Walking and Wondering

I’m reading a book right now (actually three books, but this one is the coolest), and it’s about the history of walking. At least, that’s what it purports to be, but I know differently; really, it is about contemplation. As is walking.

“When you give yourself to places, they give you yourself back; the more one comes to know them, the more one seeds them with the invisible crop of memories and associations that will be waiting for you when you come back, while new places offer up new thoughts, new possibilities. Exploring the world is one of the best ways of exploring the mind, and walking travels both terrains.” – Rebecca Solnit, Wanderlust

My favorite way to discover places and to discover things is by foot. The above quote is the most perfect articulation of why this is my truth: while I walk, I move. I move through the world physically, of course. I also move through my mental world. Like writing, it is my medium for wondering.

Many times, I have wondered about myself. As I explore a city, I wander the nooks and crannies of my psyche, analyzing and processing and curiously probing the dark and far off corners. Or maybe there is something in particular that rushes to the forefront of my mind and demands to be heard. Often I wonder about other people, gripped by my fascination about perspectives outside my own. As I walk through these thoughts, I walk through the world.

Sometimes I am pulled back into it, and instead I notice the squirrel crunching through the fallen yellow leaves. Sometimes there’s someone else on the road, and I feel compelled to shoot the fellow walker a friendly smile.

Often I am tracing paths on a mental map. When I explored new places, I got lost and found myself again, over and over, until I never really felt lost. After reading this part of the book, I realized that I will never again feel lost in those places that I’ve walked.

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I’ve worn a rut in my mind, and I will always recognize it. When I walk in Walla Walla again, I’ll get flashes of past walks, of the girl that walked those paths. If I somehow journey back to Paris, or even tiny Somain, the invisible crop will be waiting for me. I am inextricably linked to those cobblestones and the landmarks that line them, and they run like a map through my mind.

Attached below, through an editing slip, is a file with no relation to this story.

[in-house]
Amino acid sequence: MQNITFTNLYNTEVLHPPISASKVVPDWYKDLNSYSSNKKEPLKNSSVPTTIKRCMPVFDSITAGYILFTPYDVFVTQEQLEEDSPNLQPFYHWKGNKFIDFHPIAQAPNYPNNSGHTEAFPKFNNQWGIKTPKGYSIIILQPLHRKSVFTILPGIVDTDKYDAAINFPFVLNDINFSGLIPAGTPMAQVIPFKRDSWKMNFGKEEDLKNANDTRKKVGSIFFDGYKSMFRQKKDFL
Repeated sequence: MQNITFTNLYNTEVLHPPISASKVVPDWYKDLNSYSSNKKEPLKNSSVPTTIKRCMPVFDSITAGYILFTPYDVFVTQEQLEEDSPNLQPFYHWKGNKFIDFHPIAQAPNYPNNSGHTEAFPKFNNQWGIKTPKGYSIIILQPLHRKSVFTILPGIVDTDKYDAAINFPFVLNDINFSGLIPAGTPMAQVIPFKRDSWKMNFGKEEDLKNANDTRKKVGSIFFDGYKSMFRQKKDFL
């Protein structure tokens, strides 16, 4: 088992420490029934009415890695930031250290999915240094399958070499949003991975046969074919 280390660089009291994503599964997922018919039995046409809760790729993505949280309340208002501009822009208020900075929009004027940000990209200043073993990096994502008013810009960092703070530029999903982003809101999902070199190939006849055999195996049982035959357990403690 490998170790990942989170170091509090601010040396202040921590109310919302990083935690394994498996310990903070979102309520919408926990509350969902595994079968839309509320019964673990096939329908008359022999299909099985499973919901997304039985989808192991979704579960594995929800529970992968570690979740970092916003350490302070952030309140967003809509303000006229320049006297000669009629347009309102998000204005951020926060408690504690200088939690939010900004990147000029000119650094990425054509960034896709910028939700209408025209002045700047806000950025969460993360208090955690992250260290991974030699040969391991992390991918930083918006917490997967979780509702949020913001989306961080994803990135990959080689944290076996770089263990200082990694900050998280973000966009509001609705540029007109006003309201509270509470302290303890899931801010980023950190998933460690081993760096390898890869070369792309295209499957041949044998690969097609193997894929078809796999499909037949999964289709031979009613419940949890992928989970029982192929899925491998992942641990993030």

This is what makes me lusty, for the wander and for the familiar at once. I know that both are fruitful: one will lead me toward new corners of myself, one will lead me back to old ones. The one is risky and exciting, alluring and adventurous. The other is comforting and enlightening, reflective and revealing of forgotten truths.

I love them both and all. I walk through old and new with the same fulfillment, the same curiosity, and the same feet.

Walking and Wondering

Looking Forward

10 Things I learned as an assistant teacher in bilingual kindergarten

  1. Expect the unexpected. It’s a clichĂ© that very much applies in a classroom of 5 year olds. This week, one of my students came in from recess with her shoes tied together. Another recounted the tale of the rat skeleton his family found in the attic. You never know what’s coming…
  2. In kindergarten, kids contemplate the big questions (“Anne, how long will I live?”). I’ve heard them discuss gender and sexuality, marriage, politics, religion, and the weather. They make complicated things simple in the most beautiful way.
  3. Don’t wear white to school. Clothing must be fingerpaint -, cleaning product – , and snotty hand – proof.
  4. “Sit down and raise your hand” must be rule number one. Otherwise, I am accosted by small bodies with loud voices, all with the expectation that they are my first priority. If I could have more hands and another brain, please, that would help.